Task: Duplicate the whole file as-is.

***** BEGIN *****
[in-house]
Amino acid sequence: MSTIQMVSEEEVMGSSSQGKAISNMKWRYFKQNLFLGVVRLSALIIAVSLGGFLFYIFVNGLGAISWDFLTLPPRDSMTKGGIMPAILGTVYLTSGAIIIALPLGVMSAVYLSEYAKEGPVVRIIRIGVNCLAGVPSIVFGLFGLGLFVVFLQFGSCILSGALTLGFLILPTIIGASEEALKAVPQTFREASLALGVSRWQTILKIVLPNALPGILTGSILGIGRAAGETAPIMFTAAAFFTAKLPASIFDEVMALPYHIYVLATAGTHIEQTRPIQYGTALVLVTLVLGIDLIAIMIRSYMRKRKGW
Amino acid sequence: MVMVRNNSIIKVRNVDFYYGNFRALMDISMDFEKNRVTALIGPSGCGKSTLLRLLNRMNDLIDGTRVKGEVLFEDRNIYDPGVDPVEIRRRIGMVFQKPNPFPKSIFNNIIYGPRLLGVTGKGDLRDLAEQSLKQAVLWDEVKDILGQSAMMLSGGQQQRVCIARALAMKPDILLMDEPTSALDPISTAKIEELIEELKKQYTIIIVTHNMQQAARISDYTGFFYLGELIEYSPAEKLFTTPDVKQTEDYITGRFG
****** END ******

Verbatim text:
[in-house]
Amino acid sequence: MSTIQMVSEEEVMGSSSQGKAISNMKWRYFKQNLFLGVVRLSALIIAVSLGGFLFYIFVNGLGAISWDFLTLPPRDSMTKGGIMPAILGTVYLTSGAIIIALPLGVMSAVYLSEYAKEGPVVRIIRIGVNCLAGVPSIVFGLFGLGLFVVFLQFGSCILSGALTLGFLILPTIIGASEEALKAVPQTFREASLALGVSRWQTILKIVLPNALPGILTGSILGIGRAAGETAPIMFTAAAFFTAKLPASIFDEVMALPYHIYVLATAGTHIEQTRPIQYGTALVLVTLVLGIDLIAIMIRSYMRKRKGW
Amino acid sequence: MVMVRNNSIIKVRNVDFYYGNFRALMDISMDFEKNRVTALIGPSGCGKSTLLRLLNRMNDLIDGTRVKGEVLFEDRNIYDPGVDPVEIRRRIGMVFQKPNPFPKSIFNNIIYGPRLLGVTGKGDLRDLAEQSLKQAVLWDEVKDILGQSAMMLSGGQQQRVCIARALAMKPDILLMDEPTSALDPISTAKIEELIEELKKQYTIIIVTHNMQQAARISDYTGFFYLGELIEYSPAEKLFTTPDVKQTEDYITGRFG